The primary task of the RSTA squadron is to carry out reconnaissance and security missions for its parent BCT or for higher commands, whether as part of offensive or defensive operations. Reconnaissance missions can include area, route, zone, and reconnaissance-in-force. Security missions can include screening (whether stationary or mobile), guard, cover, area security and local security. When necessary, the squadron can be augmented with additional forces to help in carrying out its missions.[2]

ABCT Squadron

The ABCT Cavalry squadron is composed of a headquarters troop, two cavalry troops (transitioning to three cavalry troops), an armored company, and a forward support company attached from the brigade support battalion.[3]

The ABCT Cavalry squadron can fight against comparable armor forces, including tanks and other armored fighting vehicles, in order to conduct its missions. However it has significant logistical and maintenance requirements and the use of different vehicle types creates a mix in survivability between platforms. The limited number of scout platoons reduces the size of the area the troop can operate in.[3]

IBCT Squadron

The IBCT Cavalry squadron includes a headquarters troop, two mounted cavalry troops, and a dismounted cavalry troop. A forward support company will also be attached from the brigade support battalion for sustainment purposes.[3]

The IBCT Cavalry squadron is able to support its parent unit through the combination of the firepower and mobility offered by its mounted forces and the ability to operate in complex and difficult terrain with its dismounted forces. However the mix of mounted and dismounted troops creates a mismatch in maneuvering ability and may require augmentation with additional transportation resources.[3]

SBCT Squadron

The SBCT Cavalry squadron includes a headquarters troop and three cavalry troops, along with a forward support company attached from the brigade support battalion.[3]

The SBCT Cavalry squadron can cover a large area thanks to its three cavalry troops equipped with extremely mobile Stryker vehicles. The squadron is limited though in its ability to conduct dismounted reconnaissance or engage enemy armor units. The four-vehicle cavalry troops also face additional risks during route reconnaissance as individual Strykers are forced to reconnoiter lateral routes and terrain adjacent to the route.[3]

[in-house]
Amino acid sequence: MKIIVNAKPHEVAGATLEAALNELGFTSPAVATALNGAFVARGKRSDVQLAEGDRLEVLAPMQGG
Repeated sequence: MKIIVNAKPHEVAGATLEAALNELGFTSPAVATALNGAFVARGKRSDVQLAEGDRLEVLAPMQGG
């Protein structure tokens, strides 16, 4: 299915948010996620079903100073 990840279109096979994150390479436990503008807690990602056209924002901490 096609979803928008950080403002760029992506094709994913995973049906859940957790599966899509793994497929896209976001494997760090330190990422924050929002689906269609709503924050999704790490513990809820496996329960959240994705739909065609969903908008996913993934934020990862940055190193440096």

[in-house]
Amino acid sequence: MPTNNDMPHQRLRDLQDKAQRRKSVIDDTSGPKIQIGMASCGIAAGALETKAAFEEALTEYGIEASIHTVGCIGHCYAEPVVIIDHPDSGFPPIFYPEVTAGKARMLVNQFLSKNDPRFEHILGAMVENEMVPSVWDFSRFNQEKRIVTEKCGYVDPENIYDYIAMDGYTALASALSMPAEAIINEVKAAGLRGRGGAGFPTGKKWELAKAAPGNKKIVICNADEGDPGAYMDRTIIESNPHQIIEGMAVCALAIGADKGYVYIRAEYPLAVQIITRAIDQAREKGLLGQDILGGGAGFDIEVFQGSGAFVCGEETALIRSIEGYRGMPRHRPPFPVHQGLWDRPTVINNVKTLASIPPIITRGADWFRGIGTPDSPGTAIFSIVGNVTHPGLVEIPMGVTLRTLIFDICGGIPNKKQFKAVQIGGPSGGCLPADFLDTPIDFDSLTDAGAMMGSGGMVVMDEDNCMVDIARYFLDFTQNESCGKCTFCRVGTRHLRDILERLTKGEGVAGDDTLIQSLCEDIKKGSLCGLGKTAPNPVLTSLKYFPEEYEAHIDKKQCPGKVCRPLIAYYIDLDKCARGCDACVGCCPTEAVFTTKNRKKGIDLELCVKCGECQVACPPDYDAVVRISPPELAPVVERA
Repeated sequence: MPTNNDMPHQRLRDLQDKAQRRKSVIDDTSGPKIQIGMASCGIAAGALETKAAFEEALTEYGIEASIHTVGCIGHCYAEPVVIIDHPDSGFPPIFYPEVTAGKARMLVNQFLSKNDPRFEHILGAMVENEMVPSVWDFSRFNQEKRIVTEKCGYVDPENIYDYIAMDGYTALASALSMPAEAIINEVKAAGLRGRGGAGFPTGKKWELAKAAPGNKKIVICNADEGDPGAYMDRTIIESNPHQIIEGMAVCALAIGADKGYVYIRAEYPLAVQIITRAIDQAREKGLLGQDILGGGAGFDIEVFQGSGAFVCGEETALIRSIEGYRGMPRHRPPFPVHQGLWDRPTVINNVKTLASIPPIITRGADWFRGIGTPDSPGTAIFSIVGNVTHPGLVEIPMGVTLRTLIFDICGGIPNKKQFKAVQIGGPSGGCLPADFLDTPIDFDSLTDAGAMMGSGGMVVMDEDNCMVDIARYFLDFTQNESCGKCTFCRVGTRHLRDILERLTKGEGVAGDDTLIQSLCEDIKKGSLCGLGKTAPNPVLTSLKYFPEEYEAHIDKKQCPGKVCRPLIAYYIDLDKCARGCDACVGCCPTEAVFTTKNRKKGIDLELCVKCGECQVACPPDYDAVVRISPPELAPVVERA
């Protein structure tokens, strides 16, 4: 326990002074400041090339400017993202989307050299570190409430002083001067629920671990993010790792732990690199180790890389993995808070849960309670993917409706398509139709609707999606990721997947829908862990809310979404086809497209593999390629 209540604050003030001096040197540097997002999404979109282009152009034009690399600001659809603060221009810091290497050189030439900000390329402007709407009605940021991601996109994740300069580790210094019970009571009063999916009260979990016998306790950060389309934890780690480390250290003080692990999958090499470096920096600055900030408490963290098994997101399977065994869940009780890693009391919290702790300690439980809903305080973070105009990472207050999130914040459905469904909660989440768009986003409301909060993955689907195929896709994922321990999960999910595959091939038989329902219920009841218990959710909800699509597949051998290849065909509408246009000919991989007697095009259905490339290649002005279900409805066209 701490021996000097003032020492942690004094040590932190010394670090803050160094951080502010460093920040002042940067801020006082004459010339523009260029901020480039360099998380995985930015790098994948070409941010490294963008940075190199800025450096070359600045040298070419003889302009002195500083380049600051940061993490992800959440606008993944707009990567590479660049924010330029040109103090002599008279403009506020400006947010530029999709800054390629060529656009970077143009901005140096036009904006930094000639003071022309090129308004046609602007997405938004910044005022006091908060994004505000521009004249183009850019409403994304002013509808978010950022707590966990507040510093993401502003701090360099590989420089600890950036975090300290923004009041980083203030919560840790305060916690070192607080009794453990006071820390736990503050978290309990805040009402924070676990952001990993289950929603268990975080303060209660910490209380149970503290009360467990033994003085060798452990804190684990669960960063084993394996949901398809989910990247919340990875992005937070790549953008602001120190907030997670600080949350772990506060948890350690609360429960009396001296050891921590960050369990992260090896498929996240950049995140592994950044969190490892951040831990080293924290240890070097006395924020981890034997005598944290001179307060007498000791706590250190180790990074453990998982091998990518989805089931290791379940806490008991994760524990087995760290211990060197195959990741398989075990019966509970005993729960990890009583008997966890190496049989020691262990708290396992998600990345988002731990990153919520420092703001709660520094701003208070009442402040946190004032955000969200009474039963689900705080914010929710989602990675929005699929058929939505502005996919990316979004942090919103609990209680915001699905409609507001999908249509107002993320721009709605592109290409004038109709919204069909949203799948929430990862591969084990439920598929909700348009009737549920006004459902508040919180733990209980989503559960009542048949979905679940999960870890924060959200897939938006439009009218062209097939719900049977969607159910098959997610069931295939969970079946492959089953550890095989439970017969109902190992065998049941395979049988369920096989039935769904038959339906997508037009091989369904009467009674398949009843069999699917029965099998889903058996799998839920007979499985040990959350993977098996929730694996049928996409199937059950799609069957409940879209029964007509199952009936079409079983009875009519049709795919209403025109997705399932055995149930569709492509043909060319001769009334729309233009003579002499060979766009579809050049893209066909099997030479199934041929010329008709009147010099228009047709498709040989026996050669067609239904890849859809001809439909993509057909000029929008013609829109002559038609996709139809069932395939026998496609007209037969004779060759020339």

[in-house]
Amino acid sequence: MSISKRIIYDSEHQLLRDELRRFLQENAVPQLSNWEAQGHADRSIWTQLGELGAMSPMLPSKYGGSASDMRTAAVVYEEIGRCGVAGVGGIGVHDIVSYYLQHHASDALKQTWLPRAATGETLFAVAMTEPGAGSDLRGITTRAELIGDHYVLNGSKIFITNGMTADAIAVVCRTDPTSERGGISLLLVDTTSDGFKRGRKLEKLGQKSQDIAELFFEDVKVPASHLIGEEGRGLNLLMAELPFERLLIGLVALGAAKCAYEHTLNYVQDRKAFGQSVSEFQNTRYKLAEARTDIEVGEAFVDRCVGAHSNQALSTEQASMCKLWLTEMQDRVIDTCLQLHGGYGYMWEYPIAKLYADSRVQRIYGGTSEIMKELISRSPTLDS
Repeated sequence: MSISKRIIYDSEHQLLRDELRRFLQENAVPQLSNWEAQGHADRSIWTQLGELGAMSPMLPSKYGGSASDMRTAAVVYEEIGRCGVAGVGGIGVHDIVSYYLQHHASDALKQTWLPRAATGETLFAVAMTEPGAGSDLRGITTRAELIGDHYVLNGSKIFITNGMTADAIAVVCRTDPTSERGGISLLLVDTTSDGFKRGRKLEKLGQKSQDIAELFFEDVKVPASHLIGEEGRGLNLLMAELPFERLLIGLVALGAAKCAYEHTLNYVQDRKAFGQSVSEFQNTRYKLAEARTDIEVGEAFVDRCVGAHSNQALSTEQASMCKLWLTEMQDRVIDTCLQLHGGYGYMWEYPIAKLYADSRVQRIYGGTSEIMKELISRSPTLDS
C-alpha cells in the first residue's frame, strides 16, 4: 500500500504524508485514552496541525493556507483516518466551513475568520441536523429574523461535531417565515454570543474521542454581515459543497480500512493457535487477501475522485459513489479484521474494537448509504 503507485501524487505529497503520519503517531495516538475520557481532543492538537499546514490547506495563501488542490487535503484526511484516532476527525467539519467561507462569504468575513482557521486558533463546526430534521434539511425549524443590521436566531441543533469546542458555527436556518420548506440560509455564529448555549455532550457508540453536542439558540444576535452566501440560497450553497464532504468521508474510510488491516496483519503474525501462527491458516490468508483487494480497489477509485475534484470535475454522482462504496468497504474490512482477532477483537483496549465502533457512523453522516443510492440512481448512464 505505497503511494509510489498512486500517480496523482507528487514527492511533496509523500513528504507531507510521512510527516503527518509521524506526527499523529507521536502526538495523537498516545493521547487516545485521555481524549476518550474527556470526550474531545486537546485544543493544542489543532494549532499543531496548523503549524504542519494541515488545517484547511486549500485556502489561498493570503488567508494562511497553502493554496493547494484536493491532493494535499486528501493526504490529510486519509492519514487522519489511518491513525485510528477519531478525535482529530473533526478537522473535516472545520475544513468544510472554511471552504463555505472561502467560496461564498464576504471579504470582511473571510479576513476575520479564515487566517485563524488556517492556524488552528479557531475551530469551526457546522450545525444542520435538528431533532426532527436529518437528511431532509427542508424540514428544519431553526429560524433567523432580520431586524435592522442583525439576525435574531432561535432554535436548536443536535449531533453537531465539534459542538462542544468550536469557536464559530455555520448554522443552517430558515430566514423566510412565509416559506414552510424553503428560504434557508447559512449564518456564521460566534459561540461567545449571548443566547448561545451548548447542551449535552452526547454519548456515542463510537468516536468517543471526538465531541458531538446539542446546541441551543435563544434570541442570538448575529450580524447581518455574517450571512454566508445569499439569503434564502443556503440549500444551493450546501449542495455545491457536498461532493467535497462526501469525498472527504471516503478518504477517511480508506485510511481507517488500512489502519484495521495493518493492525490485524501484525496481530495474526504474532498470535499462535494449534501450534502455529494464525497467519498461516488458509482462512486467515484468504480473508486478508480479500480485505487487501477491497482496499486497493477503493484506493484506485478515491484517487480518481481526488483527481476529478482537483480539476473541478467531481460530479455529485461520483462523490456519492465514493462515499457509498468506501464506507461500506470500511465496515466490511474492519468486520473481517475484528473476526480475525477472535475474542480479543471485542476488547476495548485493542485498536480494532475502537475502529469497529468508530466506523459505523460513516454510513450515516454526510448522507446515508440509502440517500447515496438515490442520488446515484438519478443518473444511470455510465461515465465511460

Training

RSTA line troops are a mix of 19D (cavalry scout) and 11B (Infantryman) MOS's, which serve as scouts and snipers. Also included are 11C (Indirect Fire Infantryman), which operate a 60 mm M224 Mortar Section, as well as various intelligence and communications soldiers. The MTOE of the infantry troop includes organic Combat Rubber Raiding Craft (Zodiac F470) to insert the infantry. The infantry troop (being in a cavalry squadron, makes it a "troop", not a company) has few wheeled vehicles which directly belong to the troop. The operational cycle for the infantry troop is plan, insert, infiltrate, execute, exfiltrate, extract, and finally debrief.

In squadrons supporting an airborne brigade combat team, 100% of the RSTA soldiers are qualified paratroopers.

RSTA units in the United States Army

Active Component RSTA Cavalry Units

Army National Guard RSTA Cavalry Units

See also

References

  1. ^ a b c d e f g "JP 3–55 Doctrine for Reconnaissance, Surveillance and Target Acquisition Support for Joint Operations ( Full PDF)" (PDF).
  2. ^ a b FM 3–20.96 Reconnaissance and Cavalry Squadron. Department of the Army. May 2016. Ch. 1 Sec. 1
  3. ^ a b c d e f g h i j k l m n FM 3–20.96 Reconnaissance and Cavalry Squadron. Department of the Army. May 2016. Ch. 1 Sec. 3
  4. ^ a b c The U.S. Military’s Force Structure: A Primer. Congressional Budget Office. June 2016. Chapter 2 - Army Armored Brigade Combat Teams
  5. ^ a b c The U.S. Military’s Force Structure: A Primer. Congressional Budget Office. June 2016. Chapter 2 - Army Infantry Brigade Combat Teams
  6. ^ a b The U.S. Military’s Force Structure: A Primer. Congressional Budget Office. June 2016. Chapter 2 - Army Stryker Brigade Combat Teams
  7. ^ John Pike. "1st Battalion - 263rd Armor Regiment". Globalsecurity.org. Archived from the original on 18 September 2015. Retrieved 11 November 2015.